Zug tso͞ok [key], canton (1993 pop. 87,100), 93 sq mi (241 sq km), N central Switzerland. The smallest canton in Switzerland, it is a forested and mountainous region with orchards, meadows, and pastures in the valleys. Fruit cultivation is a main occupation, and the region has industries in textiles, beer, and metal goods. Its inhabitants are mainly German-speaking and Catholic. Owned by the counts of Kyburg and later (after 1273) by the Hapsburg family, Zug joined the Swiss Confederation in 1352 and again in 1364, after a return to Hapsburg domination. In 1845 the canton joined the Catholic Sonderbund . Zug gained its current constitution in 1894. Its capital,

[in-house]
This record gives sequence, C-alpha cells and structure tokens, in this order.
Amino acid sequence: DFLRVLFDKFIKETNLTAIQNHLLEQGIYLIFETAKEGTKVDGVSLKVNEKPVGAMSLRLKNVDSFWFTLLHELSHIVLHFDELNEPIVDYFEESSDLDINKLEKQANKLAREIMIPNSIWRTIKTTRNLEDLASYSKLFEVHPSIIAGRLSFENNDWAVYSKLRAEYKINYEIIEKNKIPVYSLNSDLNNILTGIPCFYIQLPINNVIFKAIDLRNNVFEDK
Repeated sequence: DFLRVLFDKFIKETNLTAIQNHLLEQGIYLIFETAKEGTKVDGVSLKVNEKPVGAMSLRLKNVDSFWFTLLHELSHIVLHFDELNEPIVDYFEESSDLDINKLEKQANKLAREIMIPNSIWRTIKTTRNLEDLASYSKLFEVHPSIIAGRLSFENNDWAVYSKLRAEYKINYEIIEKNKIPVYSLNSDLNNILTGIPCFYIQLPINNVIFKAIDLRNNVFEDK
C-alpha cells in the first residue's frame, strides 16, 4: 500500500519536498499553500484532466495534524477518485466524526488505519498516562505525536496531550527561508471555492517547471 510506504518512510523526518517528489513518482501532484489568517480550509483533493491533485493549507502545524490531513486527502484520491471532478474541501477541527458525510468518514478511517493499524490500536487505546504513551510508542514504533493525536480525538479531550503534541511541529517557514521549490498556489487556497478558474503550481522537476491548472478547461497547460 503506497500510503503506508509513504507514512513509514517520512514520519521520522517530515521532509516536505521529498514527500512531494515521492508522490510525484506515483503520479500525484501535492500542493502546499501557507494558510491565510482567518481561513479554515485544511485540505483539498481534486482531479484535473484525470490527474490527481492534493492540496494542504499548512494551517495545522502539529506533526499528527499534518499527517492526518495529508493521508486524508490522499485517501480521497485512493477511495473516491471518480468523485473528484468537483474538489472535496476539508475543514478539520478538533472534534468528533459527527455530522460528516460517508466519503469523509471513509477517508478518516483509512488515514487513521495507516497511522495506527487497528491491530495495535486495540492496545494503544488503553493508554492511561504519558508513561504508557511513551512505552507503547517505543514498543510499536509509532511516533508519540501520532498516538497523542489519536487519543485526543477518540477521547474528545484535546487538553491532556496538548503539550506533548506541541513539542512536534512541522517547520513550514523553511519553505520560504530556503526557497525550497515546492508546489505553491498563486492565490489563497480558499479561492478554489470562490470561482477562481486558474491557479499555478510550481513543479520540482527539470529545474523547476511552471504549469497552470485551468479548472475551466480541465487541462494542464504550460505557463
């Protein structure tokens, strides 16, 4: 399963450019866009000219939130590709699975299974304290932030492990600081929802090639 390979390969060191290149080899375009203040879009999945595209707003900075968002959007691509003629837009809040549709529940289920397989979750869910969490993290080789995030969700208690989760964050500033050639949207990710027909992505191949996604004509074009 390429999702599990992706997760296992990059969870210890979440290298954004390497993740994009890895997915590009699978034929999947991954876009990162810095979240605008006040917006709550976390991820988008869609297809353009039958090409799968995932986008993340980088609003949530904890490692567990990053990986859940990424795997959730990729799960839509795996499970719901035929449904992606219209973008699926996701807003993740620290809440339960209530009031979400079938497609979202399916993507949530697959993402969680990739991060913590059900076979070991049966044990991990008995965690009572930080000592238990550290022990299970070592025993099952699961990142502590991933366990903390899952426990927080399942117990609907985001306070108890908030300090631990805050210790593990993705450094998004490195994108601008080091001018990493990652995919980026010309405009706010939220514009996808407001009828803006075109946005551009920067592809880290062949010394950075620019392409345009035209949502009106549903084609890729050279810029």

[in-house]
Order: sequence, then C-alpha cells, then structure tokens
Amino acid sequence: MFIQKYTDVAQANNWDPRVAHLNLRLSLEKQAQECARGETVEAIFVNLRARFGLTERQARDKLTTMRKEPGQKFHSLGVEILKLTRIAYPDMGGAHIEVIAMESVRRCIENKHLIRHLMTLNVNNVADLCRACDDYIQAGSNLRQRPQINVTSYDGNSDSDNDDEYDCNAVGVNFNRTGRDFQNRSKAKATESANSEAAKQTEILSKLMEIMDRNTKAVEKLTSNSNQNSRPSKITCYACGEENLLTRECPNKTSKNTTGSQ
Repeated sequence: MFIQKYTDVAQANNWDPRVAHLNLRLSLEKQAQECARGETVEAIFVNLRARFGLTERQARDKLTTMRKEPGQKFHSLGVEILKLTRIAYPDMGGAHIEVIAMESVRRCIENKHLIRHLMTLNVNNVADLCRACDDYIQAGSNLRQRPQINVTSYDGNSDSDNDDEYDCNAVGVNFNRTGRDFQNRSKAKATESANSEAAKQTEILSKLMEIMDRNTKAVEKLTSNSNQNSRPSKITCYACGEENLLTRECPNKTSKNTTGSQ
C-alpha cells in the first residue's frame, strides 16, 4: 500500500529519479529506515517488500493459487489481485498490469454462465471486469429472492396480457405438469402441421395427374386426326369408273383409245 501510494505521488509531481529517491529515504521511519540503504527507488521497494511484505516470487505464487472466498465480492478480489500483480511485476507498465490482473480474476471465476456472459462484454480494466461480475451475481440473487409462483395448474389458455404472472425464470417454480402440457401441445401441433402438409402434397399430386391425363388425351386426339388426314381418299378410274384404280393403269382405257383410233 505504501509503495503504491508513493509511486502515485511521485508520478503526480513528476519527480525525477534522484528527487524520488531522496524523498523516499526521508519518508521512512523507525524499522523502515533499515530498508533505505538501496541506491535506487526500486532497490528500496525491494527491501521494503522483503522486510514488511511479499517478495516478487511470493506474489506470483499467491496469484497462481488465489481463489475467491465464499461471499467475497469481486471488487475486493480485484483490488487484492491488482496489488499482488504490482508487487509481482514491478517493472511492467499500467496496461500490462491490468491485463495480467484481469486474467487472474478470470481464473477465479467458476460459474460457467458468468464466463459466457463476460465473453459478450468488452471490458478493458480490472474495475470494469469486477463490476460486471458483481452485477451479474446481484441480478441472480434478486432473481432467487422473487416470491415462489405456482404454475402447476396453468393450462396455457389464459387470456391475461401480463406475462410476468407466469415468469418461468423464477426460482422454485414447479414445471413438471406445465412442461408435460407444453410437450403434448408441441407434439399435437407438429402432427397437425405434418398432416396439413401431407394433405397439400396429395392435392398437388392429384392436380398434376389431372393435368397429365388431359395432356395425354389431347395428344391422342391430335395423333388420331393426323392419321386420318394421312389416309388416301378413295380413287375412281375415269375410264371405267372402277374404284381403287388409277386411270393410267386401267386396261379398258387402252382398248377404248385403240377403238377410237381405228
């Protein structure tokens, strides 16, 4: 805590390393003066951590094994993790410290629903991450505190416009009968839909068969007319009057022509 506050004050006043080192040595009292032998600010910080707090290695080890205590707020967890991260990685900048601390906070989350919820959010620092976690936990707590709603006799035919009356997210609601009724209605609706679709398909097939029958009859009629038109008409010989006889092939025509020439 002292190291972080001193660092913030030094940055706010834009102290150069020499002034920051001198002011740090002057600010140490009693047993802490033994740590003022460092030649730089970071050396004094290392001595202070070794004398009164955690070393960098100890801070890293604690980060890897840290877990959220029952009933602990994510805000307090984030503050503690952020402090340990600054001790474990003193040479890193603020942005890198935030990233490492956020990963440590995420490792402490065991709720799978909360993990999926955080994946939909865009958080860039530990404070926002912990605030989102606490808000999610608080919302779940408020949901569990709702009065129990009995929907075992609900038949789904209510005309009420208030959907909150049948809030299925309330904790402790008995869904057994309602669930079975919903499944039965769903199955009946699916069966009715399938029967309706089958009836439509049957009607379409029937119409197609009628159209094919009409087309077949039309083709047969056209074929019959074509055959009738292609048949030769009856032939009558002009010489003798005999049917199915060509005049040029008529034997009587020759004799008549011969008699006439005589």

Zug (1993 pop. 21,700), is on the Lake of Zug (15 sq mi/39 sq km). It has manufactures of metalware, electrical equipment, and textiles, and is an important cattle market. Zug retains a medieval flavor. Its Church of St. Oswald is one of the most splendid late-Gothic churches in Switzerland.
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